The article quotes student activists from various groups, such as “Hind Awwad — a member of the steering committee of the Palestinian Campaign for the Academic and Cultural Boycott of Israel” who “wrote in a statement that the organization is ‘troubled’ by Harvard’s investments in Booking” and that “We’re particularly troubled that Harvard is investing in Booking Holdings, owner of Booking.com, a company that profits from stolen Palestinian homes and lands…We urge the administration to divest from this, and all, companies on the UN List.”
Amnesty International UK
Amnesty International UK’s campaign “TELL TRIPADVISOR TO CHECK OUT OF STOLEN LAND” claims that “Thousands of Palestinians have had their homes destroyed, their land stolen and their rights to live, work and move freely denied…online tourism giants, like TripAdvisor, are profiting from these human rights violations.” The campaign calls on TripAdvisor to delist any companies, tourism sites, or holy sites that are located beyond the 1949 Armistice lines.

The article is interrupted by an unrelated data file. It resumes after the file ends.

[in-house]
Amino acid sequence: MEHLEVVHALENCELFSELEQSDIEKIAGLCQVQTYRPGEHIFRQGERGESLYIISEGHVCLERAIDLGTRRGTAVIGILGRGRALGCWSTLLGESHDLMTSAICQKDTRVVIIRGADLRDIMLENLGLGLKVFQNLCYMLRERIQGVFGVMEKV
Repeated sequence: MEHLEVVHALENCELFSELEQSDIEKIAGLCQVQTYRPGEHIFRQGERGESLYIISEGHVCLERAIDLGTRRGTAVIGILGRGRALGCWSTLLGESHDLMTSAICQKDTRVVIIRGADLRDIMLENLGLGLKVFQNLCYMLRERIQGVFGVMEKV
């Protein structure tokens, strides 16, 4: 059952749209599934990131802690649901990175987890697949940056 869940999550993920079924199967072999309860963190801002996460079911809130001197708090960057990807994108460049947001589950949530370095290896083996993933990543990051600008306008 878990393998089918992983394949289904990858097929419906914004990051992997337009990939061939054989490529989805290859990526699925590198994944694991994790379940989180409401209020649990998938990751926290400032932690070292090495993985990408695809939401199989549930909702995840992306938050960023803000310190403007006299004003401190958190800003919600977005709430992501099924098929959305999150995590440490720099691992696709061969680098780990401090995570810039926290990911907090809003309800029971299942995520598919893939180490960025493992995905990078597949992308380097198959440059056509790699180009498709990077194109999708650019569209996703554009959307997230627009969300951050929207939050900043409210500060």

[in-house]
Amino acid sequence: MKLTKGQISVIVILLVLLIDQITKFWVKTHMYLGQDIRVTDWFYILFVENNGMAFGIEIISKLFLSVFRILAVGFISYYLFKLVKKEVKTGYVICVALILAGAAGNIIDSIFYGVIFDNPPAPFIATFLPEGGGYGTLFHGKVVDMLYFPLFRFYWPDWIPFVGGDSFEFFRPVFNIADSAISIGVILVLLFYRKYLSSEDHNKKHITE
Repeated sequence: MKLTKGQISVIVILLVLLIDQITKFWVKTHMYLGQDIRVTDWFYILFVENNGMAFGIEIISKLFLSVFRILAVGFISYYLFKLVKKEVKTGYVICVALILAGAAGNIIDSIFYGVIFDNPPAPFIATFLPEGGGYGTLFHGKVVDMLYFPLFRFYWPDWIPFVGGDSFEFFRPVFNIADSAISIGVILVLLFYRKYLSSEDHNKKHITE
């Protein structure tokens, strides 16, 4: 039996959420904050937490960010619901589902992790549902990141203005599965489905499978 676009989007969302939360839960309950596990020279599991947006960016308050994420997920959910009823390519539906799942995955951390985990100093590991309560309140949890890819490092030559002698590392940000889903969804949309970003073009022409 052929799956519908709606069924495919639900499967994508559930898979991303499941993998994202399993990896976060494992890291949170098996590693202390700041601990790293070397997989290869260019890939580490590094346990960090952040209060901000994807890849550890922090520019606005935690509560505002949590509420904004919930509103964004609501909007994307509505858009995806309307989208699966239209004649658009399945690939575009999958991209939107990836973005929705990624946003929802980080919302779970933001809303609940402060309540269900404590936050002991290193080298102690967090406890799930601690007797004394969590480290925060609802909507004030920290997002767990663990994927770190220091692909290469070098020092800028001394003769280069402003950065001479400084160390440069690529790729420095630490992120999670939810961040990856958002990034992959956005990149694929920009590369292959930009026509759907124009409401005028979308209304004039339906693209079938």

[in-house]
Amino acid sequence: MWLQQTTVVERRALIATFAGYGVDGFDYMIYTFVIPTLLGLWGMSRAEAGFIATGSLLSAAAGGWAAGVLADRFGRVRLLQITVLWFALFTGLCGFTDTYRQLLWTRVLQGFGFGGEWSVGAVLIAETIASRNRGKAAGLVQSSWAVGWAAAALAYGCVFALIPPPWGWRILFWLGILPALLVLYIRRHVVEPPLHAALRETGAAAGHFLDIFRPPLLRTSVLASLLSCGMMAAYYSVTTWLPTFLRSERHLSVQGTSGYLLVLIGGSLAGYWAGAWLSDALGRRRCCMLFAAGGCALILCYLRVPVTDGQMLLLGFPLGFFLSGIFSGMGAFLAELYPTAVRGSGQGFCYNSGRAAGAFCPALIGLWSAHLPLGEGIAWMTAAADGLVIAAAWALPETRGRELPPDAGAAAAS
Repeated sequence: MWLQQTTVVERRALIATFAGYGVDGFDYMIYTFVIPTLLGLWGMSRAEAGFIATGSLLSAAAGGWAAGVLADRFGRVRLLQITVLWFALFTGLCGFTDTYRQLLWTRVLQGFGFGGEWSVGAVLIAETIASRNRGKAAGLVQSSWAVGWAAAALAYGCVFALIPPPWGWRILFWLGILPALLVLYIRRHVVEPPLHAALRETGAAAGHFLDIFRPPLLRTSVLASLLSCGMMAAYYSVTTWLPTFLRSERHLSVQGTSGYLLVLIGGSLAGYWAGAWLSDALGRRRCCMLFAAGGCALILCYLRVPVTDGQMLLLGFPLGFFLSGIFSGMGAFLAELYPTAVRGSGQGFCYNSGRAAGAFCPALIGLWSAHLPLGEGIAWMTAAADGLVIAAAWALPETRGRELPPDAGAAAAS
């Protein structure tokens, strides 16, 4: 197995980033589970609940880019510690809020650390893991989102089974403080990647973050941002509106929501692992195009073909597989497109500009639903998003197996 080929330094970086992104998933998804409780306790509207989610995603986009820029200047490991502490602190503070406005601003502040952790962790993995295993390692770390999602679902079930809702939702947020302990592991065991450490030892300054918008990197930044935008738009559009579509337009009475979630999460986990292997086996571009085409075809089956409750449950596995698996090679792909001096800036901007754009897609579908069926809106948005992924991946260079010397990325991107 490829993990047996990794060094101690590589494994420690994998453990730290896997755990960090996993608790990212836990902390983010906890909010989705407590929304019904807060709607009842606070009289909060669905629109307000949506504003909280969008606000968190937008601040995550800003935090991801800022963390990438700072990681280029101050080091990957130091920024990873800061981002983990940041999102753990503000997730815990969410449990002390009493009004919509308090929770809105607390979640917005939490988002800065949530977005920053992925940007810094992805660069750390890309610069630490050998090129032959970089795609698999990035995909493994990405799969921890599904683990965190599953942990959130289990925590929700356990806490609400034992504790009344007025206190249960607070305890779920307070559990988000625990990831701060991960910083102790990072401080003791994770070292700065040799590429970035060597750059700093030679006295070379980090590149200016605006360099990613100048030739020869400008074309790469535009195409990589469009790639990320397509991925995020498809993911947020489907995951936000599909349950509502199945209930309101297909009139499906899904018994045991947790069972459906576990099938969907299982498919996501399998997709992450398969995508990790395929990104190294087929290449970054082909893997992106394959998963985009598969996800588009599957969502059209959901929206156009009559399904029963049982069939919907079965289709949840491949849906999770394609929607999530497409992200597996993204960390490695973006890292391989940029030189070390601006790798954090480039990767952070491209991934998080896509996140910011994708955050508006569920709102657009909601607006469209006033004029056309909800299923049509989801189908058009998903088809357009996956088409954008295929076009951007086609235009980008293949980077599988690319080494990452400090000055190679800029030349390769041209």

Following the publication of the UN’s BDS blacklist, Amnesty UK reintroduced and revised its campaign, utilizing the blacklist as rationale for attacking TripAdvisor. Amnesty UK states, “The Office of the UN High Commissioner for Human Rights has now released a report on companies with specific links to Israeli settlements in the West Bank. Trip Advisor is amongst the hundred or so exposed. Several other digital tourism companies have also been named, including several digital tourism companies including Airbnb, TripAdvisor, Expedia and Booking.com…Tell TripAdvisor and the rest to abide by their international obligations and stop profiting from human suffering – stop advertising holidays in Israeli settlements.”
The Platform of French NGOs for Palestine (PFP)